Resources

  • Fact Sheet

    Jan 1 2009

    Covering Trauma: Impact on Journalists

    An overview of current research on the occupational hazards for journalists covering traumatic events, the risk factors that aggravate those effects and some suggestions for mitigating those factors.

  • Tip Sheet

    Jul 15 2011

    Reporting on Sexual Violence

    Quick tips on covering sexual violence, from preparation to writing the story.

  • Online Learning

    Self-Study Unit 3: Photography & Trauma

    I. The History of Photojournalism

    When specific photographs become symbolic of a particular event, triggering the public's memory (and related feelings and emotions) about that period in time, we can refer to them as enduring historical icons.

  • Online Learning

    Self-Study Unit 2: Covering Terrorism

    I. What is Terrorism?

    Sept. 11, 2001, was a particularly diabolical instance of terrorism. But there are many forms of terror. Some are so much a part of our ordinary lives that we hardly recognize them as such.

  • Tip Sheet

    Tragedies & Journalists

    VI. Management

    Remember: Everyone in your newsroom may be affected differently. Some may be affected immediately while others will take days, weeks, months or even years to see the effect. The journalists who either claim or seem to be the most unfazed by the event may, in fact, be affected the most. Others may have developed mechanisms to help them deal with tragedy, and they may have minimal effects.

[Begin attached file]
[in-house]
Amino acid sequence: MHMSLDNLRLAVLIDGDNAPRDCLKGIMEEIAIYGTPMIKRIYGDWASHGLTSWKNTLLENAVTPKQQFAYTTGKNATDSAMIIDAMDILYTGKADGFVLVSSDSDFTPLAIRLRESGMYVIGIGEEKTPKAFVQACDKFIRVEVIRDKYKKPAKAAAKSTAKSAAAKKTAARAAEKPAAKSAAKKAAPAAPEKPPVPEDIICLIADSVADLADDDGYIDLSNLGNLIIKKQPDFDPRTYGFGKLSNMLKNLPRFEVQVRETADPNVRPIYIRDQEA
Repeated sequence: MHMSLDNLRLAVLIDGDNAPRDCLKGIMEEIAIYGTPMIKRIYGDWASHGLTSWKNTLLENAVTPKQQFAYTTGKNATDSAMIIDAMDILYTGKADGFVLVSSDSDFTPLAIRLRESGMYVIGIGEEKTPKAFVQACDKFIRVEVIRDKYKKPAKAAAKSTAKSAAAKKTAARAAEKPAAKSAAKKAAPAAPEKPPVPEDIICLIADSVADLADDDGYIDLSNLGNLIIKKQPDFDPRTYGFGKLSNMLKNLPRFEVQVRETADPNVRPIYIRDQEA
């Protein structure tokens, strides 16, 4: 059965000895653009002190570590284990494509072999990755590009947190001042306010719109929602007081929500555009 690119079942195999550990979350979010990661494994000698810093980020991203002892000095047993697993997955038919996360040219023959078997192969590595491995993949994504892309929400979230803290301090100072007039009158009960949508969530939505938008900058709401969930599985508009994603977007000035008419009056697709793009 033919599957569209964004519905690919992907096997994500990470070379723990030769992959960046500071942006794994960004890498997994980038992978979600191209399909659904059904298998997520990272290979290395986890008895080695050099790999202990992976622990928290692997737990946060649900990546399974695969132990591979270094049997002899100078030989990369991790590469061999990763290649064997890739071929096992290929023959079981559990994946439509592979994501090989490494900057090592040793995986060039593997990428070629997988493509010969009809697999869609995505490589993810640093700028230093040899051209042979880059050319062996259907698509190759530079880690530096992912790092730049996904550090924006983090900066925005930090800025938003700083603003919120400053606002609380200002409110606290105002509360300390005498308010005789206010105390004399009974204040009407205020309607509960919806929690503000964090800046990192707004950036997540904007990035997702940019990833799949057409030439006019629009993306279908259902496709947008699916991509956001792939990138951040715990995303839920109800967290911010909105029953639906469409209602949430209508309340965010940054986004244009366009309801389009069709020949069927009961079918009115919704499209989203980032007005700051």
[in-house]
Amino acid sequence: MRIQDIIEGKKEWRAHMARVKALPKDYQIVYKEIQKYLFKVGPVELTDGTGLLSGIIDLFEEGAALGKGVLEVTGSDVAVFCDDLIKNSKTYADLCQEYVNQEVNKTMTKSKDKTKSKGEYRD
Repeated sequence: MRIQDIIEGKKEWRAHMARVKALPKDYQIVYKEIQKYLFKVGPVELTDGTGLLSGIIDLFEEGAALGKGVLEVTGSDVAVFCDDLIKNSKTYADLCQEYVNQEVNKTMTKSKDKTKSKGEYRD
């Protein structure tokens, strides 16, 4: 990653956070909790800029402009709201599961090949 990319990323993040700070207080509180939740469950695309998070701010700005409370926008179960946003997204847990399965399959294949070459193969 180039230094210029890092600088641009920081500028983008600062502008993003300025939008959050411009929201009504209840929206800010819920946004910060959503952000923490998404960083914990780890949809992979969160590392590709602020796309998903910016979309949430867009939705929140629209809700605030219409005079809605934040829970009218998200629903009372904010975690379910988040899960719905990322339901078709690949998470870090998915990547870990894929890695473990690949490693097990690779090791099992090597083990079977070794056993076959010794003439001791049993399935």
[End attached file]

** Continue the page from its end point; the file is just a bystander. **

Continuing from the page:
• Online Learning

    Self-Study Unit 1: Journalism & Trauma

    III. Why Traumatic Stress?

    Many journalists who cover "hard news" will come into contact with people who have experienced a traumatic event. At the scene of a fatal car collision, for example, or a neighborhood shooting, or an apartment fire, there are likely to be people present who are suffering from traumatic stress. These same people may also be important sources of news for their community — people who, despite their pain, can help tell the story of a tragedy as it is unfolding.

  • Tip Sheet

    Tragedies & Journalists

    IV. The Journalist

    Know your limits. If you've been given a troublesome assignment that you feel you cannot perform, politely express your concerns to your supervisor. Tell the supervisor that you may not be the best person for the assignment. Explain why.

  • Journal Library

    Sociology/Public Policy

    A list of academic publications about sociology, social psychology, and psychiatric epidemiology.

  • Booklet

    Breaking Bad News

    VIII. Further Suggestions and The Longer Term

    If a crime has been involved, be aware that Police processes can be particularly traumatic.

  • Online Learning

    Self-Study Unit 2: Covering Terrorism

    Early live reports of terrorist attacks are sometimes confusing and misleading. Yet there are also extraordinary examples of media excellence, with journalists risking their lives to inform the nation about an unfolding crisis.